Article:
Mast Motorsports LS7 Crate Motor - Going Overbored

An Inside Look At Mast Motorsports' 669HP LS7 Crate Motor

Stephen Kim Dec 7, 2010 0 Comment(s)
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Design Philosophy
Not long after walking through the doors at Mast Motorsports, it's refreshingly obvious that the place isn't run like your typical engine shop. While the company's massive facility-complete with four dyno cells, a machine shop, and engine assembly room-is very impressive, it's not what makes the place stand out. What's most unique is Mast's meticulous approach to not just assembling motors, but designing them as well. A mechanical engineer by trade, shop owner Horace Mast takes his engineering seriously. "Our goal is to apply a true engineering methodology to our crate engine packages," Horace explains. "Making lots of power isn't good enough. Our engines must also provide OEM-caliber durability."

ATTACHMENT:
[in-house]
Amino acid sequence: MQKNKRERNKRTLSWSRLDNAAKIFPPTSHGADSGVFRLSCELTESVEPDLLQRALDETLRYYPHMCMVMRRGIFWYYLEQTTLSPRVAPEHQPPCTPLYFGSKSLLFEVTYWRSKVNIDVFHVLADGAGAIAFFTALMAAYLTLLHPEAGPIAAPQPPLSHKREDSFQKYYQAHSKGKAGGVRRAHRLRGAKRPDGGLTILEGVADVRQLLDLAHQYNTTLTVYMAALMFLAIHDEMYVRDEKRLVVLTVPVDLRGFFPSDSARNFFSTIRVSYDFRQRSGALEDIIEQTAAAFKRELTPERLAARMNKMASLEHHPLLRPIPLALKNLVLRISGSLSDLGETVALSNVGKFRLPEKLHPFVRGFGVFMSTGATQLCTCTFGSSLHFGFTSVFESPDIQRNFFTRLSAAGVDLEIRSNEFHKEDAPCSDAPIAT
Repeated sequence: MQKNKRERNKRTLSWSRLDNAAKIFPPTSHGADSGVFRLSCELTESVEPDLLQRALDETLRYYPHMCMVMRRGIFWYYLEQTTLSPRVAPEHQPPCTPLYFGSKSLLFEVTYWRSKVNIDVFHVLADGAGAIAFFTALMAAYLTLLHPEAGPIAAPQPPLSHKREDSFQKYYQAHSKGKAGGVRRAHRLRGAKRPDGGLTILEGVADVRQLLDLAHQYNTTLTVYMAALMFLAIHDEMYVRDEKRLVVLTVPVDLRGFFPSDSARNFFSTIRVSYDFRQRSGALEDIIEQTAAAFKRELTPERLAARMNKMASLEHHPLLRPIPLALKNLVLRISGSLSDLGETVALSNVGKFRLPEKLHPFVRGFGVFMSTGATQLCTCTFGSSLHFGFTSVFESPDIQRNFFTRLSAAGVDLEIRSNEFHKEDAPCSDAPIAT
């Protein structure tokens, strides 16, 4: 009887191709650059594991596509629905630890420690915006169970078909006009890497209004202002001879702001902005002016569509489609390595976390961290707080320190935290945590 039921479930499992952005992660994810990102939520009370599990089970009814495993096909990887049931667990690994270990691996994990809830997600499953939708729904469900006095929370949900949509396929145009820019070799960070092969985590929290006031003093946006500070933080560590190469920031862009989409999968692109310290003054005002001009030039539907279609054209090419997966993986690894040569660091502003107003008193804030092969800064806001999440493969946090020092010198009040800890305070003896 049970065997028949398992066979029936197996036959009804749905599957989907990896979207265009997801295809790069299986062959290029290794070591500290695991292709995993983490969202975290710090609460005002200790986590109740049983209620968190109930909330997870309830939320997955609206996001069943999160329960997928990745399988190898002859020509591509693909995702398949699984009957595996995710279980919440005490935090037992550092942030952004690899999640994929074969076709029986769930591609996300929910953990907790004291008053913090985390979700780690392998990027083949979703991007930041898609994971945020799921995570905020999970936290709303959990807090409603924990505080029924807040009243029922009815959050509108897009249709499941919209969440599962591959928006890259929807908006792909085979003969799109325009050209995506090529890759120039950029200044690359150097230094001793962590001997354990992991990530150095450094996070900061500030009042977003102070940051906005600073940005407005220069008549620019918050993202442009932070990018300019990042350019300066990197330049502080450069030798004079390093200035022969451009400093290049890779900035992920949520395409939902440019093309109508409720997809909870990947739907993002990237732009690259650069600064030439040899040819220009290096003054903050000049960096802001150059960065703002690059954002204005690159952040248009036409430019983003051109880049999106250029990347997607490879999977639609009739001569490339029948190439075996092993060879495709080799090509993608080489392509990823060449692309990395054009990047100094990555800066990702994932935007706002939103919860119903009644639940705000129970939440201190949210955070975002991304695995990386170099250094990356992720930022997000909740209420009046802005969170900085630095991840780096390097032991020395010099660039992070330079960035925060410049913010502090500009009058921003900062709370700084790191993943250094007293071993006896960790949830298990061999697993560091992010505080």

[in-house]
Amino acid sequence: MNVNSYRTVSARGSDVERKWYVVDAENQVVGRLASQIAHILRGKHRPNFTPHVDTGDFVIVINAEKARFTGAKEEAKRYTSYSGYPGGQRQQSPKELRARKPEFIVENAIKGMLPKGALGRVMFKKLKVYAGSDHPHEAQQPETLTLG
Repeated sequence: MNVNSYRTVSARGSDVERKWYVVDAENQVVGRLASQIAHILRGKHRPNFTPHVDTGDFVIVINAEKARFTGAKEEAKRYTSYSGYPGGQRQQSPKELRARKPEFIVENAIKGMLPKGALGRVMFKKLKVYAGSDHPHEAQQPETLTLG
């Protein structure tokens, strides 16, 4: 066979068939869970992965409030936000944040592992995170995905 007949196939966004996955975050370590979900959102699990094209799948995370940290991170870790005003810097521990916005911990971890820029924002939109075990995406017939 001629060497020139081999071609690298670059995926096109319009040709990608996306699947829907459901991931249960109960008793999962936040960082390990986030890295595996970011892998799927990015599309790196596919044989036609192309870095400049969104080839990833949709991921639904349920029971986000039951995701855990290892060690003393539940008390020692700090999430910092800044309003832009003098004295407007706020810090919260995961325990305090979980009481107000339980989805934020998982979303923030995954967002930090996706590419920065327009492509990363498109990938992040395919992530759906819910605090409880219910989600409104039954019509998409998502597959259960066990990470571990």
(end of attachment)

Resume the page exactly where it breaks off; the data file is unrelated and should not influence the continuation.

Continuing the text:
To accomplish this, every Mast engine combo is subjected to a grueling seven-step design process. The first step involves using cutting-edge computer software to optimize engine parameters such as bore and stroke dimensions, port volume, compression ratio, valve size, and cylinder head flow. Next, a prototype motor is built using top-notch components. After designing four to five custom camshaft profiles using engine simulation software, they are all dyno tested to see which one works best. Afterwards, the air/fuel ratio is fine-tuned on the dyno to maximize volumetric efficiency, then the spark maps are established for optimized torque and power. Only after installing the motor in a test vehicle for real-world testing and final tuning changes is it approved for production. Like we said, Mast's crate engine packages are thoroughly engineered, in every sense of the word. Currently, the company has a plethora of naturally aspirated and supercharged Gen IV engines including L92s, LS3s, LS7s, L99s, LY6s, and aftermarket-block-based combos. Additionally, Mast offers engine packages for marine and airboat applications, as well as turnkey short-blocks.

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